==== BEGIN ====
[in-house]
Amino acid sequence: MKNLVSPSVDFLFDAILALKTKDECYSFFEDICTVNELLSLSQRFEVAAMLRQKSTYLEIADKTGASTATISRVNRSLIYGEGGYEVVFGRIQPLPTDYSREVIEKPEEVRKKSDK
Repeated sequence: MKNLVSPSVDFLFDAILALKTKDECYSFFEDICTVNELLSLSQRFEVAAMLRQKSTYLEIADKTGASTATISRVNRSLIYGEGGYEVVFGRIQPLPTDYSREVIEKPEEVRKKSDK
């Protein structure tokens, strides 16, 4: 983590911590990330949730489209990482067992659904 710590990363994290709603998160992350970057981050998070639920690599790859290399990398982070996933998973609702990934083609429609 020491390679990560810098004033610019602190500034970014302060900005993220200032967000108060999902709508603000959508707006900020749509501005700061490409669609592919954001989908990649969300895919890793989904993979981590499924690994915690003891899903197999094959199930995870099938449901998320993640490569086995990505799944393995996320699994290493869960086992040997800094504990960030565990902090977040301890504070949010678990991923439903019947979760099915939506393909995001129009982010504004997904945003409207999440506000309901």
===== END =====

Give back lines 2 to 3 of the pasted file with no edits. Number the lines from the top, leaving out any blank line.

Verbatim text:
Amino acid sequence: MKNLVSPSVDFLFDAILALKTKDECYSFFEDICTVNELLSLSQRFEVAAMLRQKSTYLEIADKTGASTATISRVNRSLIYGEGGYEVVFGRIQPLPTDYSREVIEKPEEVRKKSDK
Repeated sequence: MKNLVSPSVDFLFDAILALKTKDECYSFFEDICTVNELLSLSQRFEVAAMLRQKSTYLEIADKTGASTATISRVNRSLIYGEGGYEVVFGRIQPLPTDYSREVIEKPEEVRKKSDK